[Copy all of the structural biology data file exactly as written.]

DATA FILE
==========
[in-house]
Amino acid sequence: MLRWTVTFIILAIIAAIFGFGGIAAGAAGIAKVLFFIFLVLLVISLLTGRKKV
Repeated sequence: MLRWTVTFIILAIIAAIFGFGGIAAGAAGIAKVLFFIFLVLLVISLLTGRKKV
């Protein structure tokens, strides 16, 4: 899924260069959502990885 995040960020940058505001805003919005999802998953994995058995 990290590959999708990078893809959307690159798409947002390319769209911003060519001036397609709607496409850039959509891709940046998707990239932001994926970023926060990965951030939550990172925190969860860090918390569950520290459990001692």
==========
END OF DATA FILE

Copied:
[in-house]
Amino acid sequence: MLRWTVTFIILAIIAAIFGFGGIAAGAAGIAKVLFFIFLVLLVISLLTGRKKV
Repeated sequence: MLRWTVTFIILAIIAAIFGFGGIAAGAAGIAKVLFFIFLVLLVISLLTGRKKV
């Protein structure tokens, strides 16, 4: 899924260069959502990885 995040960020940058505001805003919005999802998953994995058995 990290590959999708990078893809959307690159798409947002390319769209911003060519001036397609709607496409850039959509891709940046998707990239932001994926970023926060990965951030939550990172925190969860860090918390569950520290459990001692």